Today it’s my turn on the BlogTour Psychotopia by R.N. Morris. It’s futuristic and speculative fiction with an intriguing premise.
Don’t forget to enter the Giveaway (below) – to Win 1 x Signed Hardback Copy of Pyschotopia (Open Internationally)
About the Author
R. N. Morris is the author of ten novels. The latest is Psychotopia, published 31 October, 2018.
A Gentle Axe, was published by Faber and Faber in 2007. Set in St Petersburg in the nineteenth century, it features Porfiry Petrovich, the investigating magistrate from Dostoevsky’s great novel, Crime and Punishment. The book was published in many countries, including Russia. He followed that up with A Vengeful Longing, which was shortlisted for the Duncan Lawrie Dagger Award (as the CWA Gold Dagger was briefly known). A Razor Wrapped in Silk came next, followed by The Cleansing Flames, which was nominated for the Ellis Peters Historical Novel Dagger.
The Silas Quinn series of novels, set in London in 1914, began with Summon Up The Blood, followed by The Mannequin House, The Dark Palace and The Red Hand of Fury. The next novel in the series, The White Feather Killer, will be published in April 2019.
Taking Comfort is a standalone contemporary novel, written as Roger Morris. He also wrote the libretto to the opera When The Flame Dies, composed by Ed Hughes.
About the book
A game for the times we live – and die – in. Enter Psychotopia, a dark new dystopian novel from the author of the acclaimed Silas Quinn mysteries.
PSYCHOTOPIA, LEVEL ONE. Create your own boutique psychopath, then deceive, manipulate and be ruthless, spreading mayhem and destruction to reach the next levels.
It’s the computer game for our times. After all, the amount of crazy in the world is increasing. Senseless violence on the streets is becoming the norm. Can Dr Arbus’s ground-breaking device identify and neutralize psychopaths before it’s too late? In this increasingly dysfunctional world, surely Callum standing by Aimee after her devastating encounter with Charlie is proof that real love and goodness can still win in a world that’s increasingly rotten . . . Or can it?
Right! R.N. Morris needs locking in a room with no access to the outside world and no internet – his ideas are far too dangerous.
A video game based on psychopathy, one that interacts and evolves based on the pathology of someone’s lack of empathy, conscience and in general what is considered the normal emotional response based on societal norms. The idea is dangerous.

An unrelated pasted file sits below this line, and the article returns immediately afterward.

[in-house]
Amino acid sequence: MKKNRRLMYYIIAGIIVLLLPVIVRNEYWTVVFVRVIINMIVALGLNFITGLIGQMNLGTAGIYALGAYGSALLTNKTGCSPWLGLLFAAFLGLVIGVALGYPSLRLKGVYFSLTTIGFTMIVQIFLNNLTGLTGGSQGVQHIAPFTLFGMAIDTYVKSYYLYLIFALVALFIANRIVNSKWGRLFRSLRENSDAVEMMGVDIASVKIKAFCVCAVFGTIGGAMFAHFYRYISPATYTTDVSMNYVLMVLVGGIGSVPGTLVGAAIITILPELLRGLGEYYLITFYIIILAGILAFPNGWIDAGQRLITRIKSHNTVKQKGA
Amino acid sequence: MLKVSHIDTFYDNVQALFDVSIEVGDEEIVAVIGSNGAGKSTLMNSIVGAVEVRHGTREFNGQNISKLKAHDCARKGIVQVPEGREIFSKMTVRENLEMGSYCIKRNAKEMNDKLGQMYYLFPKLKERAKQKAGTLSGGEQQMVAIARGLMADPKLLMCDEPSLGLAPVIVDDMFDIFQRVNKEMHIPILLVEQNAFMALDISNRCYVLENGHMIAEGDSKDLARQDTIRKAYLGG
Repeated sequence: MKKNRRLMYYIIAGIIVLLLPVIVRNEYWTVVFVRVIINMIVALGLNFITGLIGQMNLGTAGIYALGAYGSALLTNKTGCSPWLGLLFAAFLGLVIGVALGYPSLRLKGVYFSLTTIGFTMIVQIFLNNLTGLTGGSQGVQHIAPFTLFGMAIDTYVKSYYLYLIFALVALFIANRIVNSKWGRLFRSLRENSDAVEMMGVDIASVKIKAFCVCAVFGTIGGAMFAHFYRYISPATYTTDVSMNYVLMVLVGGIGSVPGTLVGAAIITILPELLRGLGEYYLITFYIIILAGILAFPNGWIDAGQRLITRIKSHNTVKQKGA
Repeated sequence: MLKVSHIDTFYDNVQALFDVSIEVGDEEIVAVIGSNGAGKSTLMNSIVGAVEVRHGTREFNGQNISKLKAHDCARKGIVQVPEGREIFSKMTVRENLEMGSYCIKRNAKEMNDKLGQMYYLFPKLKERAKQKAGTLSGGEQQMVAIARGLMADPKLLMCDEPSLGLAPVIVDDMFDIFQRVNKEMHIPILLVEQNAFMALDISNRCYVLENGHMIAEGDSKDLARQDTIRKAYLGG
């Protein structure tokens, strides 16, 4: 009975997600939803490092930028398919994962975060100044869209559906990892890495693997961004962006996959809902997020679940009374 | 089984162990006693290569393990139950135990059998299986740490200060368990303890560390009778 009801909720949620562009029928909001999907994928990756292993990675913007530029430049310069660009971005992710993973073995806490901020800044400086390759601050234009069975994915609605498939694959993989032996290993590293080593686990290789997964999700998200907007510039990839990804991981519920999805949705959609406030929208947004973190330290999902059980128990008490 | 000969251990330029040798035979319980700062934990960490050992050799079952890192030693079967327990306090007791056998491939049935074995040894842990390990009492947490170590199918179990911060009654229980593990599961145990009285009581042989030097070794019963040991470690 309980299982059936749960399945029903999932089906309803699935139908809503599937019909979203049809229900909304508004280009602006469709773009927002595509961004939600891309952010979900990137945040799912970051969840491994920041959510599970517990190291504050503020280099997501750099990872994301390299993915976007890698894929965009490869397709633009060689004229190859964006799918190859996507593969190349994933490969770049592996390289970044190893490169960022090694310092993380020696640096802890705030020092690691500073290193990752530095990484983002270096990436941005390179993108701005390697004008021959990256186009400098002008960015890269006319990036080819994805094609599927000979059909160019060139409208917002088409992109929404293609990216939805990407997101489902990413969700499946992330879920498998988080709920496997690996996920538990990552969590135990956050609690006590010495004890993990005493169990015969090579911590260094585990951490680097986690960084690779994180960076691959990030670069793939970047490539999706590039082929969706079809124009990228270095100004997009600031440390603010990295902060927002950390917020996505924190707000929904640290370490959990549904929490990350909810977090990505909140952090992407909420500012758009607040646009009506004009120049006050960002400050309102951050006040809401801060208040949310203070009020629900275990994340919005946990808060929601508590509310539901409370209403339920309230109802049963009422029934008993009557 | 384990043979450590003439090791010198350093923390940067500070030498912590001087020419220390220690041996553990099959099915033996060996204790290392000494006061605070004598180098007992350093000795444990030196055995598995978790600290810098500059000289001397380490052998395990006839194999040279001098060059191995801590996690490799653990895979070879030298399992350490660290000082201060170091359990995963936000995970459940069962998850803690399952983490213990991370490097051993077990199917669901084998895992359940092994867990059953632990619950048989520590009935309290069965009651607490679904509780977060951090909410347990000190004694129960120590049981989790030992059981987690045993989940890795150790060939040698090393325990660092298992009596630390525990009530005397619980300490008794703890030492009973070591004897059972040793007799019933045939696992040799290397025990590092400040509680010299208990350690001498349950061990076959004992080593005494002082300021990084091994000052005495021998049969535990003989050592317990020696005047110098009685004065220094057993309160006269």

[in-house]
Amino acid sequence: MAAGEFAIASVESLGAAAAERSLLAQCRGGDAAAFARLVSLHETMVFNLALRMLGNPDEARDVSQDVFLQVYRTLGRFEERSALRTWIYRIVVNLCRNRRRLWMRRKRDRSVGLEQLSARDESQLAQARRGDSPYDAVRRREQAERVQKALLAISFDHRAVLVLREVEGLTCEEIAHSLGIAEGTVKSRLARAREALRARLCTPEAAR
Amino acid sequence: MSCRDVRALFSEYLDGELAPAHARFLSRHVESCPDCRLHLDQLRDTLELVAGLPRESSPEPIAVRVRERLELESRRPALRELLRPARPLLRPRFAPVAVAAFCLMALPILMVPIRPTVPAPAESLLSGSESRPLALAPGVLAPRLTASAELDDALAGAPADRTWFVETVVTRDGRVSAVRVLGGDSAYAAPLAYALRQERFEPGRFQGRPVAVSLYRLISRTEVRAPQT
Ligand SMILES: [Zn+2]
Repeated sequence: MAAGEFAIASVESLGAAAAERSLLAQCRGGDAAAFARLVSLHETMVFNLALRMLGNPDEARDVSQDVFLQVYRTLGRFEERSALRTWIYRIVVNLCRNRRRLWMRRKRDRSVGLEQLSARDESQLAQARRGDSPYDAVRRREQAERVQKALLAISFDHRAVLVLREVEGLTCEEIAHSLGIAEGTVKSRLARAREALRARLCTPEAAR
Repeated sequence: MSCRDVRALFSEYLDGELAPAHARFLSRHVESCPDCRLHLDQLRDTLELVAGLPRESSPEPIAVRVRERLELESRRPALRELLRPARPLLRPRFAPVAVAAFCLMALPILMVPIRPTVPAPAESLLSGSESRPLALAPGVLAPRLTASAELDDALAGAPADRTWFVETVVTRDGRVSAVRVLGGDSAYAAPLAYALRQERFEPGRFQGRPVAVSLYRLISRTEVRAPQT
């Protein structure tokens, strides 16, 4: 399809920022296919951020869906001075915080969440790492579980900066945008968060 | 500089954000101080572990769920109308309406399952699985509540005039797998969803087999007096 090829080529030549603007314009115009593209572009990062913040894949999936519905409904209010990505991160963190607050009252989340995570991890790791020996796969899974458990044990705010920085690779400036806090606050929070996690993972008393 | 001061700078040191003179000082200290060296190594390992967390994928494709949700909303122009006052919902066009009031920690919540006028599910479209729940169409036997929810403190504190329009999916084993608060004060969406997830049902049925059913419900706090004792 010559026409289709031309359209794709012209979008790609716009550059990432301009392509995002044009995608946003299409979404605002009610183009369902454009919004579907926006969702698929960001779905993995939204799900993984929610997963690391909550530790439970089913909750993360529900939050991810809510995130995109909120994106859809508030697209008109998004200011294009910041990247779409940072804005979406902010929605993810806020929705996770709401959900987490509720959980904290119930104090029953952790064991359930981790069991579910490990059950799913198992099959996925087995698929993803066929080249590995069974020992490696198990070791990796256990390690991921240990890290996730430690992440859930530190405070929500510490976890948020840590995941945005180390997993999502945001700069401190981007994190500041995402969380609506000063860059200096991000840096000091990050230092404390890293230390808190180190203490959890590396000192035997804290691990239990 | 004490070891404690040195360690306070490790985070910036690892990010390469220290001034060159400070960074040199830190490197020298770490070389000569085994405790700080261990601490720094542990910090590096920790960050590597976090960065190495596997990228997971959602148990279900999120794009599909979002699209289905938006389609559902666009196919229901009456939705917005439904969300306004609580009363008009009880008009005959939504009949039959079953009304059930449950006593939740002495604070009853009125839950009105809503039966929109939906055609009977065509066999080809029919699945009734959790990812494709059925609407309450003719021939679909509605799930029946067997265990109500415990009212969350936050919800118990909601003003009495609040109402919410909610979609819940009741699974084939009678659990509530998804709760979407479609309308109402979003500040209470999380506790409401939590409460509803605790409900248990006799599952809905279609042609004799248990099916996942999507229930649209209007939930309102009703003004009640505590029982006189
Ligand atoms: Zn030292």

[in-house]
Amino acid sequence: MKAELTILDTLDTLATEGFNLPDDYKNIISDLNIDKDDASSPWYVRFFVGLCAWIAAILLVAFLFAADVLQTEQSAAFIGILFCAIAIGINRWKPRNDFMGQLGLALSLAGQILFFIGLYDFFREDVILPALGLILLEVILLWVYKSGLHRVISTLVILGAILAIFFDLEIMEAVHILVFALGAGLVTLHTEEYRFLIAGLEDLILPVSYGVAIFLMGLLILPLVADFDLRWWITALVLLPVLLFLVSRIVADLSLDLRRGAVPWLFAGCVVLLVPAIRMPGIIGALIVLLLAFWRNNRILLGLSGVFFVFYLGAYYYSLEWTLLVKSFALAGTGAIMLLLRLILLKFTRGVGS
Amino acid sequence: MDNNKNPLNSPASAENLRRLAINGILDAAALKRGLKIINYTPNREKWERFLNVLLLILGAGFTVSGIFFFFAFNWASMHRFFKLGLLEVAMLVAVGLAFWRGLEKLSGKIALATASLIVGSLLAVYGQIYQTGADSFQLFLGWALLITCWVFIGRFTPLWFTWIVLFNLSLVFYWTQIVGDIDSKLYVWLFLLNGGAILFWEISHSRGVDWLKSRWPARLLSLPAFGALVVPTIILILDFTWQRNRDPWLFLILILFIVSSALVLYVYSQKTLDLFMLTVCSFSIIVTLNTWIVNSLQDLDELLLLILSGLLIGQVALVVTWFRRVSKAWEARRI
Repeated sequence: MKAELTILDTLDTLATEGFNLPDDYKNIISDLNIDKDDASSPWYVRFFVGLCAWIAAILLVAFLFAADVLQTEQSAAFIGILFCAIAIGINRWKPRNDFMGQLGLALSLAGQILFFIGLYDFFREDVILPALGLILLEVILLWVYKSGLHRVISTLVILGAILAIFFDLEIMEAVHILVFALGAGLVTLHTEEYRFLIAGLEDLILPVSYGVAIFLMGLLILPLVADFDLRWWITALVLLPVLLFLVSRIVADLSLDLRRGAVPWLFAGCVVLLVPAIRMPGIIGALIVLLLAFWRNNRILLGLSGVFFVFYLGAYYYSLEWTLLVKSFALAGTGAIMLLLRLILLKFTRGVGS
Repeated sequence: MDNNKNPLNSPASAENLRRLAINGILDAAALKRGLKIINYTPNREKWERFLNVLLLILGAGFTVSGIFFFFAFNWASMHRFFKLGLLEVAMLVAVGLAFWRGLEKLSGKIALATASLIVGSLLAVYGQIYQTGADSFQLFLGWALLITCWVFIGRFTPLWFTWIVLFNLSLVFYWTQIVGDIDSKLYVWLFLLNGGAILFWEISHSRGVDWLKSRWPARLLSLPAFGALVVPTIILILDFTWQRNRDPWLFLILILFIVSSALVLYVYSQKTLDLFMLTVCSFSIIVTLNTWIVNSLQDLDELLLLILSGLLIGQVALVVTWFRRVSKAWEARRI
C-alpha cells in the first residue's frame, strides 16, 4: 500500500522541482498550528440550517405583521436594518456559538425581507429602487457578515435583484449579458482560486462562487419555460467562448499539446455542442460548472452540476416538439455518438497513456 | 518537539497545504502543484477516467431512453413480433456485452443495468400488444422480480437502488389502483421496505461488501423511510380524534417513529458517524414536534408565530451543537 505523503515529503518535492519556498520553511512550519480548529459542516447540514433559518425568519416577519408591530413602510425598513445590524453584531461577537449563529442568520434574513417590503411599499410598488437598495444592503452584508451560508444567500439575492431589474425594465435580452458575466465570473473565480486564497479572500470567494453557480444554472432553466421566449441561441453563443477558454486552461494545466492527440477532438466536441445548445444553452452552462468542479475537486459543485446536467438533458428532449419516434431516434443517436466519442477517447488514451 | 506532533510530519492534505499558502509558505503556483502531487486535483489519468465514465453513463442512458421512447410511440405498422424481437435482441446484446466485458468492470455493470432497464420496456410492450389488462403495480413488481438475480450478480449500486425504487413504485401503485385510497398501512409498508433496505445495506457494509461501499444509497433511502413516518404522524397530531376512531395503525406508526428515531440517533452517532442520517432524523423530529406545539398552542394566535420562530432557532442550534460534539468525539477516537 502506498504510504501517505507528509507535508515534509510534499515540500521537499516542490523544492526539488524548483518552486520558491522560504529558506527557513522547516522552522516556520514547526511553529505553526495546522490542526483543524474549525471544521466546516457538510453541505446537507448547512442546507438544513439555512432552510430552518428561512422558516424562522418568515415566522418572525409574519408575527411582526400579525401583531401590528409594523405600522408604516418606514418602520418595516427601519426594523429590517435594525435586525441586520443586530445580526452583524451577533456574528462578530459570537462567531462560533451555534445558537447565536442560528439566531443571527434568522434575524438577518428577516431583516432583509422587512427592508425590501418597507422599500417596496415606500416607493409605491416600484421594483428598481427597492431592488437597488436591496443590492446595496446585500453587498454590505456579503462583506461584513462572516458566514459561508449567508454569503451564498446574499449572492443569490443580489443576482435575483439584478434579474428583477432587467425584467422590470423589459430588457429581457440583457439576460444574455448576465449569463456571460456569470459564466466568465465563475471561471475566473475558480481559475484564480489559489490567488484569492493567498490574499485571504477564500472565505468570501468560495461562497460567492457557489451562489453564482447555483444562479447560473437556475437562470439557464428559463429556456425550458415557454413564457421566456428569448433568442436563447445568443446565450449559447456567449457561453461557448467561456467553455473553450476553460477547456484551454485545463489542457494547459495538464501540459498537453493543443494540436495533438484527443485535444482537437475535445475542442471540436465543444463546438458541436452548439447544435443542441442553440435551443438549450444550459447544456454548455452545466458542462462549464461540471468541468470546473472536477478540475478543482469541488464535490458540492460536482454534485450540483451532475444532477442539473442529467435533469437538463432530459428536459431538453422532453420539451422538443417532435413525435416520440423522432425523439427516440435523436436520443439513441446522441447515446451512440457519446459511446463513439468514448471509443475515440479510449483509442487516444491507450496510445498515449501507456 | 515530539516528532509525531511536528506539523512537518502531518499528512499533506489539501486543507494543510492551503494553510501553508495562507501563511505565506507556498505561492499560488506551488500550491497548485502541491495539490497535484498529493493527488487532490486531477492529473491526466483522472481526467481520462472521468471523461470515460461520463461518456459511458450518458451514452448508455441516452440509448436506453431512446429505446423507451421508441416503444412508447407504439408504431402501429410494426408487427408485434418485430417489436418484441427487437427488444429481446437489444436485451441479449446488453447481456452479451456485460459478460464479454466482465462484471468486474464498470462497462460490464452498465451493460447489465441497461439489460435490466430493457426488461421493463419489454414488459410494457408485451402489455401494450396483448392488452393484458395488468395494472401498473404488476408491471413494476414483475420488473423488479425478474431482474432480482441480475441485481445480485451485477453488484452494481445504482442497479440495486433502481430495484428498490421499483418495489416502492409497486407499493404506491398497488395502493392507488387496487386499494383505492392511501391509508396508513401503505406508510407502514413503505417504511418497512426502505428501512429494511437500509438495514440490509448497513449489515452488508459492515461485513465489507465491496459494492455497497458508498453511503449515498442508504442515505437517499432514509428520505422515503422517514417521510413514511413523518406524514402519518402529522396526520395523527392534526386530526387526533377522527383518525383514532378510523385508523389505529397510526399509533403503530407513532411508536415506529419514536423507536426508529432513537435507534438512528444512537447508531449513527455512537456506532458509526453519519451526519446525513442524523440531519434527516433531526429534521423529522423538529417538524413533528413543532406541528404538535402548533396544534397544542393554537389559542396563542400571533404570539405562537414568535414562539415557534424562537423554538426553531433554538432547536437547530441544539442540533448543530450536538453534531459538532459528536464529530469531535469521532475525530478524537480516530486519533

I wondered, as I am sure many readers will, what the underlying message is. To establish a world with psychopaths in the control seat? Perhaps the idea that they can be functioning and useful members of society or indeed that there are plenty of undiagnosed psychopaths at large. The game and the response to it is also a way to diagnose and recognise different types of a pathology that experts still don’t quite understand.
Is there a rise in the number of psycho and sociopaths, and if so is it because our DNA is evolving with the environment in a way that suggests they would have a better survival rate. What a worrying thought, the natural survivor of the late 21st century could be humans with no empathy and capable of killing without compunction. Hmm.
Science is already capable of identifying specific genes that suggest a predisposition towards violence, perhaps eventually the same will apply to other or similar sub-categories or extensions of anti-social behaviour such as psychopathy. We already have tests in place to identify psychopathic tendencies.
What I found really fascinating is the labelling of P or NP, and whether the actual labelling would lead to a self-fulfilling prophecy or alternatively whether the true nature would persevere, despite the label.
I think the sex scene was perhaps superfluous, keeping the strength of the storyline in mind, and it slipped into the dangerous zone of gender tropes. I also thought the graphic reference to the two-year-old in the beginning could deter some readers from enjoying or finishing the read, despite it only being a quick example of deviant behaviour. The truth is still considered a taboo in some subjects unfortunately, because the majority of people would rather not be confronted with the atrocity of sexual deviancy.
It’s futuristic and speculative fiction with an intriguing premise. Perhaps video game development and the advancement into virtual reality as it melds into real life deserves to be a sub-genre in its own right.
Psychotopia takes the reader to a world of open doors and what you take away from this book will be an individual experience depending on your own frame of references, including whether there is a clear conclusion or closure at the end. Hypothetical reality meets base human nature, depravity and a lack of conscience.
Giveaway – Win 1 x Signed Hardback Copy of Pyschotopia (Open Internationally)
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